Joseph Plantation had a sugar mill which was near a prior St. Joseph
Mission, a Indian mission run by the Francisican Friars. Mr. Clegg said
the foundation of the sugar mill existed until the time of the Palm Coast
development. Today there is “St. Joseph Plaza” near the traffic heavy
paved section of Old Kings Road.
The sugar mill was reported to be in the area of 45 Park Drive today near
Old Kings Road. A record of the research to locate this Mission is located
at the Flagler Beach Museum.
Mala Compra today exists within a Flagler County Park near A1A and was
explored and relics
shown in a library
display. Some relics also exist in the Flagler Beach Museum.
It can be said that the streaming auto traffic that now passes Palm Coast
Parkway and Old
Kings Road is also intersecting near one of the most historic areas in
Major plantation locations included
Mala Compra, St. Joseph, New Hartford, Bulow, Dunlawton, Putnam, Addison,
Bunch, Oswald and Smyrna. There were also a multitude of smaller
holdings along the route. Many of the Spanish land grants, which extended
from St. Augustine to New Smyrna used Old Kings road as a reference point,
it was sometimes called “public road.” These grants indicated that Old
Kings Road pretty much followed the original British tract.
These plantations needed the roadway. During the second Spanish period it
was reported that maintenance was effected by local workers, and slaves
from the adjacent plantations. Road maintenance fees were collected...The Kings Road Florida’s First Highway by Dr. William R. Adams,
Central Florida Libraries
During the War of 1812 between England and the young United States, Old
Kings road had been actively used by troops both American and Spanish
militia. In 1821 when ownership of Florida was returned to the citizens of
the then United States, it soon became apparent that this old trail and
road had to again be rebuilt, repaired and put in order for the new
territory to become viable again. Where it was not maintained, the
aggressive Florida fauna quickly took over, or it sank again into swamps
and wetlands. By 1821 it was reported that sections had vanished into the
muck and Palmetto Palms.
Joseph Hernandez, was Florida’s
Territorial Delegate in Congress, and responded to the pressures to
improve and repair this road. On February 5 1823 a bill was passed in
Congress to open a road thru Florida following the tract of the then
ancient “Old Kings Road.” By 1829 much work had been done to make the
roadway again useful. By 1834 it was reported that mail service to
New Smyrna could be accomplished along the roadway . The
Kings Road, Florida's First Highway
The arrival of the “Live Oakers”
- - the harvesting of The Florida Live Oak trees.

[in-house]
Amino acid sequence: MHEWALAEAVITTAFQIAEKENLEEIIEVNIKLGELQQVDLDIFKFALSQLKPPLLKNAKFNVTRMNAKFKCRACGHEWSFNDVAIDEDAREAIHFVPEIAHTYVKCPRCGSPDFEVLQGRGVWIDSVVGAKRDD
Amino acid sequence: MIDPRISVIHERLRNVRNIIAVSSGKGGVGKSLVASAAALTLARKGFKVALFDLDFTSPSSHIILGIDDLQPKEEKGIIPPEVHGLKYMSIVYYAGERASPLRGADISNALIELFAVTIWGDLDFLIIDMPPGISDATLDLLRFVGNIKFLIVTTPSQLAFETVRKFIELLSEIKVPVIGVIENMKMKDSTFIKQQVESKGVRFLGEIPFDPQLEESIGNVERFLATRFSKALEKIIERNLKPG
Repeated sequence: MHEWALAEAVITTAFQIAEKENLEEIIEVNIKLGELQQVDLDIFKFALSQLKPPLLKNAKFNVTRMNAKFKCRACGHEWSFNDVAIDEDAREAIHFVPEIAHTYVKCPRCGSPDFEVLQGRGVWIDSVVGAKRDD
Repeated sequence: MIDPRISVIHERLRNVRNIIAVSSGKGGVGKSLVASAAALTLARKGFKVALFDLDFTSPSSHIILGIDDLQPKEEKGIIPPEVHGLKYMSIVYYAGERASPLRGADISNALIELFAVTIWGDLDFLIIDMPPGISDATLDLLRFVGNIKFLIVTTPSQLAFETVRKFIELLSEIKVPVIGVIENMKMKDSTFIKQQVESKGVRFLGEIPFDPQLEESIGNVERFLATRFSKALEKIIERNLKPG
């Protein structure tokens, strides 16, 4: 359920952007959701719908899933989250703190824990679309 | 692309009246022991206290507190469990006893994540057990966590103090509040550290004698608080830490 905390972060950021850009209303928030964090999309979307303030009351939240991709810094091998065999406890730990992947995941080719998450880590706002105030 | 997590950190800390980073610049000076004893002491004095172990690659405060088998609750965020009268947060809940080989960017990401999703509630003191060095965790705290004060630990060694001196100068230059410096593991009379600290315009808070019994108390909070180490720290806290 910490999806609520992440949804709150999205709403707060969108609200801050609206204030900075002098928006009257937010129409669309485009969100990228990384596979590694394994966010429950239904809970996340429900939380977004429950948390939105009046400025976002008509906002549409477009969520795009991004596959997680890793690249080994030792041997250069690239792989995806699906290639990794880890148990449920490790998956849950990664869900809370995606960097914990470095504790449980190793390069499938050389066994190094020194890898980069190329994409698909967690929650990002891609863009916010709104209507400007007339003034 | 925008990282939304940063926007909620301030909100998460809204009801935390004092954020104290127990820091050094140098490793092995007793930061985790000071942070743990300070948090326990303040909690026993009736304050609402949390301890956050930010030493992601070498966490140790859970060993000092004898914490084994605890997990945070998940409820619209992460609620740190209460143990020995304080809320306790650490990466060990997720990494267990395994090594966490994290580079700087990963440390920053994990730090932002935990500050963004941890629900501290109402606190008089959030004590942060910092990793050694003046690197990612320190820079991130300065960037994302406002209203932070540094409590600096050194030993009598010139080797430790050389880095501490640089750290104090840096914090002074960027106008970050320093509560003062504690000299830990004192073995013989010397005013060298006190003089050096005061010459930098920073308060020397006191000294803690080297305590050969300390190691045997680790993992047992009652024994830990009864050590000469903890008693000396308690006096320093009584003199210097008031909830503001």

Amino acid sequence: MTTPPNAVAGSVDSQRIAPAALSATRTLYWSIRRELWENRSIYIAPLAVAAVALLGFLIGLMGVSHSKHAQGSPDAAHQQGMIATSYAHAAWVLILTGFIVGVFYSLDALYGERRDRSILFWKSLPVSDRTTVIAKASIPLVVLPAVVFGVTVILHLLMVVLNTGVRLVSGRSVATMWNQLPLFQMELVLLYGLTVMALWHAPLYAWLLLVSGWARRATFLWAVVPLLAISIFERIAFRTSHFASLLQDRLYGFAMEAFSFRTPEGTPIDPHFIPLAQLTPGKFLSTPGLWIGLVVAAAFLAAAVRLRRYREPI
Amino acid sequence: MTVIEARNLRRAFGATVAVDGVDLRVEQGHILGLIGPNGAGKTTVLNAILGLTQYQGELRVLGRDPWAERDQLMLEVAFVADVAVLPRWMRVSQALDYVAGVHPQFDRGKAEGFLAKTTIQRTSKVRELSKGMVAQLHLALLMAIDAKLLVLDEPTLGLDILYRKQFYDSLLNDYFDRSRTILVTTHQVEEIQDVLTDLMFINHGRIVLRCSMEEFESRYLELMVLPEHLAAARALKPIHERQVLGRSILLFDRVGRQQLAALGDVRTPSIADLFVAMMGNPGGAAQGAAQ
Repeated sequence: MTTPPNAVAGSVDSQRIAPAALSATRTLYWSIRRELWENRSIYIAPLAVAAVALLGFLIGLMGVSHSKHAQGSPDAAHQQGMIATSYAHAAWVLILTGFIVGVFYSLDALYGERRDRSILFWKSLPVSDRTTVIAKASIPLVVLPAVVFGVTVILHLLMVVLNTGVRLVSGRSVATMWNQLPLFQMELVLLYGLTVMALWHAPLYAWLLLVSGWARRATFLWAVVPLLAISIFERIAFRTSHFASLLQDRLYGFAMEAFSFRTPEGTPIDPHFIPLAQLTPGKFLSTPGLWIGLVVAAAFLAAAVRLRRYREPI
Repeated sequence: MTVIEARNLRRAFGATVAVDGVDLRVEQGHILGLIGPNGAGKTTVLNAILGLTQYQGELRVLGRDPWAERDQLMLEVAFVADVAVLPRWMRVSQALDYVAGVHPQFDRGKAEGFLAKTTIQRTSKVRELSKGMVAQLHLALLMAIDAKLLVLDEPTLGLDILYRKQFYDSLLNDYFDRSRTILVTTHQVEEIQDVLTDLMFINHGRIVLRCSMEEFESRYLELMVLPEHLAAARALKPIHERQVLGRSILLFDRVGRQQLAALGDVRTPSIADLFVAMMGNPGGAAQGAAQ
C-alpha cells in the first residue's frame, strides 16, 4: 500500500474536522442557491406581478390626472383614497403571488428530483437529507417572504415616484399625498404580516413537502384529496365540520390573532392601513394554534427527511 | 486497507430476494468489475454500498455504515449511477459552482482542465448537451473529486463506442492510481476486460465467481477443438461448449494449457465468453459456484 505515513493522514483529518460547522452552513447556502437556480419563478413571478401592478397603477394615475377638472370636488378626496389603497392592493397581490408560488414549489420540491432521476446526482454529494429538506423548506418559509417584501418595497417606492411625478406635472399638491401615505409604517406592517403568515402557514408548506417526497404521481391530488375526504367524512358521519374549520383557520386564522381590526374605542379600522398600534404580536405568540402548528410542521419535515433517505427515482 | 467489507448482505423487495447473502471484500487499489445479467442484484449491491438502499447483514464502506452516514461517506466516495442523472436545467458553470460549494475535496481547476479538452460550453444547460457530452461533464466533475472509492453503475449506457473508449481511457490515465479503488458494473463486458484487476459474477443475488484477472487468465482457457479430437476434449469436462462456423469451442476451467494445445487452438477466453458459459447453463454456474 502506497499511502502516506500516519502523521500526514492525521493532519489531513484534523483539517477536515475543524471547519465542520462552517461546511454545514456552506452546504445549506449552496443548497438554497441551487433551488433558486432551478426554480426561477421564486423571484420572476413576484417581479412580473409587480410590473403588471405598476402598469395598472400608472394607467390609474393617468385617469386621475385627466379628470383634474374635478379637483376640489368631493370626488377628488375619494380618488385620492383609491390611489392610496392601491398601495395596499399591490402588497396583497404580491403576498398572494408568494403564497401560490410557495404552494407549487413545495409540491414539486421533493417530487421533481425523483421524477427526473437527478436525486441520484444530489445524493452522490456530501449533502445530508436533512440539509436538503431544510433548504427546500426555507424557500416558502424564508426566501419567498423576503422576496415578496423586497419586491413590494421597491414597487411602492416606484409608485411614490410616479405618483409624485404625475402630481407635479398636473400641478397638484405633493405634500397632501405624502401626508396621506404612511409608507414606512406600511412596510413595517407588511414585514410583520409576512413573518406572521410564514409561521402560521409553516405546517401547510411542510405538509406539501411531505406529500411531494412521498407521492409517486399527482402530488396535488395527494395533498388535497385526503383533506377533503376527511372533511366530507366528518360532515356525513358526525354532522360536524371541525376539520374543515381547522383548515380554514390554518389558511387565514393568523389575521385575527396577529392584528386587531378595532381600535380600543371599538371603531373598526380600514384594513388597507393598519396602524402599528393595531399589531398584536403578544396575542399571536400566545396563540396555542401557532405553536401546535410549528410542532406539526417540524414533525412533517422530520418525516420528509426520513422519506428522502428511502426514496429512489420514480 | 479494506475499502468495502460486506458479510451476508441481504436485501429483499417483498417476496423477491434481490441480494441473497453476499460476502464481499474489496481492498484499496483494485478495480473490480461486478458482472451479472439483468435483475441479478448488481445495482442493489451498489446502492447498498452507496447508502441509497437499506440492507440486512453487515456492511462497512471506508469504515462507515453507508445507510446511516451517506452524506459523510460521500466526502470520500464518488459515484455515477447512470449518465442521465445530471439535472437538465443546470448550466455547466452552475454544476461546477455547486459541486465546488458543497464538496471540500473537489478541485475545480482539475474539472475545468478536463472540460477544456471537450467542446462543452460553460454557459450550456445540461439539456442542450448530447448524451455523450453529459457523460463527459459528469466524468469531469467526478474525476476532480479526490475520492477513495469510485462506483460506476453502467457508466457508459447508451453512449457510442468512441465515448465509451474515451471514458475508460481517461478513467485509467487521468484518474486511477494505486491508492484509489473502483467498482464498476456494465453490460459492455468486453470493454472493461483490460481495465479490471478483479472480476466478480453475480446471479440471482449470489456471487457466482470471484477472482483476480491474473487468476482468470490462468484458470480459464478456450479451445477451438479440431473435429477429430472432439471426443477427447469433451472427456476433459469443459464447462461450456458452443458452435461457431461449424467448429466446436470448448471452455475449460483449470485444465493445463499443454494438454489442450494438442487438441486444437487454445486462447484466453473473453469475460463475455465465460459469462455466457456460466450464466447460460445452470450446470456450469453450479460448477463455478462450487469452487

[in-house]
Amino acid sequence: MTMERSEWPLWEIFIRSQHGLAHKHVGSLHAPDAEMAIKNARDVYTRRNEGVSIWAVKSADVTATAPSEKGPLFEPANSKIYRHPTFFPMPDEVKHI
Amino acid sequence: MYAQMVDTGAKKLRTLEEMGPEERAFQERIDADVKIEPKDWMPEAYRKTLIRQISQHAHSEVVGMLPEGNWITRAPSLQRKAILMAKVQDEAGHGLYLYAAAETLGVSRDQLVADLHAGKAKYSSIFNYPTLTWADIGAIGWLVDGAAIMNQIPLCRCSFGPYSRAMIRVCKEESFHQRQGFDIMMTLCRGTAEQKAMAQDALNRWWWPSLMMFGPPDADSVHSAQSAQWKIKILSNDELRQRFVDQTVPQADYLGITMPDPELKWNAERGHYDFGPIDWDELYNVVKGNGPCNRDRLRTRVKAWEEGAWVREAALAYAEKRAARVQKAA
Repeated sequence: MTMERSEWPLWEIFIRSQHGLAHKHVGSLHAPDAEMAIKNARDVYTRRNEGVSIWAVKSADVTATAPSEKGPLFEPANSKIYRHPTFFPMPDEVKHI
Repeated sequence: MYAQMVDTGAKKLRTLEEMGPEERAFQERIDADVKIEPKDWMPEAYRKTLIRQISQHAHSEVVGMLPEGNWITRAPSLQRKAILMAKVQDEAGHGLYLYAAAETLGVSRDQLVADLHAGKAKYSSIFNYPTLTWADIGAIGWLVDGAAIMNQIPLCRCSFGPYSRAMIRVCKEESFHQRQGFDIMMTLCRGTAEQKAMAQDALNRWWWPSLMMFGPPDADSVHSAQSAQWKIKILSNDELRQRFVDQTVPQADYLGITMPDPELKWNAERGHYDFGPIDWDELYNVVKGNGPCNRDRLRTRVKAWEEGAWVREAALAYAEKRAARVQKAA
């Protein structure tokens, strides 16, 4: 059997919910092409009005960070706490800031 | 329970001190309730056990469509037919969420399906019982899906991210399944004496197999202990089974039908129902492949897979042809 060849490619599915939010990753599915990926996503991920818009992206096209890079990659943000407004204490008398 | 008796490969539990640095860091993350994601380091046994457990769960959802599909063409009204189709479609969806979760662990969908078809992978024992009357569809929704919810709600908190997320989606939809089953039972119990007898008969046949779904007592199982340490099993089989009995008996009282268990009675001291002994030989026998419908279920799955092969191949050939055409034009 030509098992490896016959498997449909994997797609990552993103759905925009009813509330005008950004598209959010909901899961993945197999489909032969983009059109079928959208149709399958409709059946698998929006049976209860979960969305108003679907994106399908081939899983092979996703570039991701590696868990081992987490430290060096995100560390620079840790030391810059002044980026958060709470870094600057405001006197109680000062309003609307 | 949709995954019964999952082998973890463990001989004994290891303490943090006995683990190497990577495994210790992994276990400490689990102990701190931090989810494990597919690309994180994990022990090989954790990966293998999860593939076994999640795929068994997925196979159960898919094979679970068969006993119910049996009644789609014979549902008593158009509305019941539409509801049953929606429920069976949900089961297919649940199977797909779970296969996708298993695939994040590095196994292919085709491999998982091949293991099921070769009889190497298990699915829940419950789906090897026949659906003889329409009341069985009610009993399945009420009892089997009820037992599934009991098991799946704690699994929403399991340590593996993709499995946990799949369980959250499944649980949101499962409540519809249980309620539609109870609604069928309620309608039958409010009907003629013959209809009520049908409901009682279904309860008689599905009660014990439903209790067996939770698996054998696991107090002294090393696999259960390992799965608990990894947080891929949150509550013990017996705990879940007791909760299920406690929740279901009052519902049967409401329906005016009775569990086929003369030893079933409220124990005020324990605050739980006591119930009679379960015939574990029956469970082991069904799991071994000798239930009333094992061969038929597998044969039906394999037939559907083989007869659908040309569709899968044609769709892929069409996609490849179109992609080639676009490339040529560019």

Traveling along what is now the paved
version of Old Kings Road, past the Bulow Plantation, on to the Ormond
Plantation site you will find the “Fairchild Oak” .It has been around
since the era of settlers and Seminoles—– about 800 years. Surrounded by
sugar plantation ruins,
safeguarded as an archeological site, the tree stands in Bulow Creek State
Park. There are few of the grand old oaks still remaining in Flagler
County although it was reported that once great forests grew here.
The early Spanish settlers and later the English found a great Florida
treasure—– the Live Oak. Unfortunately, it was too valuable and by
1800 large tracts of live oak forests had been cut down. The lumber was
vital for ship building. It often came in exactly the right shape for
ship’s frames, or knees, and was almost indestructible compared with other
available woods. The wood was valuable and a market existed for it in
Europe where most of the great Oaks had long ago been cut down.
By 1827 Navy Secretary Samuel Southard informed Congress that large
amounts of timber along the St. John’s river and along the sea coast had
President John Quincy Adams became one of
the first conservationists in fighting for laws to protect this valuable
resource. It was not to be. Political infighting, the election of Andrew
Jackson and the subsequent Indian wars in Florida left an open door to
those who were enough to cut the timber and transport it to markets in
ports such as St. Augustine via the accessible waterways.
The logging crews that flooded into
Florida were called “Live Oakers” and precipitated bitter political
struggles within the new U.S. government, and many financial scandals.
There is little doubt that Old Kings Road provided an avenue for loggers
to reach the accessible water transport, and bring their valuable cargo to
St. Augustine. It is likely that a side road, near what is today the
Princess Place Preserve was a route from stands of Oak Trees to the
A few examples of the magnificent Live Oak